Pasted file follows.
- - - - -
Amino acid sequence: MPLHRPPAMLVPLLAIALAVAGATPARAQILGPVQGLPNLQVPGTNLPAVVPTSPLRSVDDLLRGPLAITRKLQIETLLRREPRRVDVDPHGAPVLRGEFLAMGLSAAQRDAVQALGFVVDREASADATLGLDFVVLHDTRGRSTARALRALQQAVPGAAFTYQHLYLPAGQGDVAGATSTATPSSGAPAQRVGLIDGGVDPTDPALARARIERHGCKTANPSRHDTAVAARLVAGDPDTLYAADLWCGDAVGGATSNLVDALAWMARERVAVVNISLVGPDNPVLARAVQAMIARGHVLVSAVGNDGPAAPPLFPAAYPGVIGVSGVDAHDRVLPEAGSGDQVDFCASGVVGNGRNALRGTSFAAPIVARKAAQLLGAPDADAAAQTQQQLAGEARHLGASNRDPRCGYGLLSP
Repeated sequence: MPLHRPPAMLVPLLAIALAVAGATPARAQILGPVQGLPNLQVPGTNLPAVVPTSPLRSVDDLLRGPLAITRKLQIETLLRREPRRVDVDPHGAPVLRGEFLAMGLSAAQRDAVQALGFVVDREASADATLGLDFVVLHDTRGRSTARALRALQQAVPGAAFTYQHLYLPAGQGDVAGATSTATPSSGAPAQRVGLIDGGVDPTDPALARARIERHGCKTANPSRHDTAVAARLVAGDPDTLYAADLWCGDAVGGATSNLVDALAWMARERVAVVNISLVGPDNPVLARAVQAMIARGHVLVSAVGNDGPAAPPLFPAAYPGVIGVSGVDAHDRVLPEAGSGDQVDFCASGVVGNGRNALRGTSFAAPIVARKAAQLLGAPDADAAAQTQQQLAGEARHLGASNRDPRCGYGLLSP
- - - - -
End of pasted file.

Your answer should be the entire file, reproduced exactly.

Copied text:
Amino acid sequence: MPLHRPPAMLVPLLAIALAVAGATPARAQILGPVQGLPNLQVPGTNLPAVVPTSPLRSVDDLLRGPLAITRKLQIETLLRREPRRVDVDPHGAPVLRGEFLAMGLSAAQRDAVQALGFVVDREASADATLGLDFVVLHDTRGRSTARALRALQQAVPGAAFTYQHLYLPAGQGDVAGATSTATPSSGAPAQRVGLIDGGVDPTDPALARARIERHGCKTANPSRHDTAVAARLVAGDPDTLYAADLWCGDAVGGATSNLVDALAWMARERVAVVNISLVGPDNPVLARAVQAMIARGHVLVSAVGNDGPAAPPLFPAAYPGVIGVSGVDAHDRVLPEAGSGDQVDFCASGVVGNGRNALRGTSFAAPIVARKAAQLLGAPDADAAAQTQQQLAGEARHLGASNRDPRCGYGLLSP
Repeated sequence: MPLHRPPAMLVPLLAIALAVAGATPARAQILGPVQGLPNLQVPGTNLPAVVPTSPLRSVDDLLRGPLAITRKLQIETLLRREPRRVDVDPHGAPVLRGEFLAMGLSAAQRDAVQALGFVVDREASADATLGLDFVVLHDTRGRSTARALRALQQAVPGAAFTYQHLYLPAGQGDVAGATSTATPSSGAPAQRVGLIDGGVDPTDPALARARIERHGCKTANPSRHDTAVAARLVAGDPDTLYAADLWCGDAVGGATSNLVDALAWMARERVAVVNISLVGPDNPVLARAVQAMIARGHVLVSAVGNDGPAAPPLFPAAYPGVIGVSGVDAHDRVLPEAGSGDQVDFCASGVVGNGRNALRGTSFAAPIVARKAAQLLGAPDADAAAQTQQQLAGEARHLGASNRDPRCGYGLLSP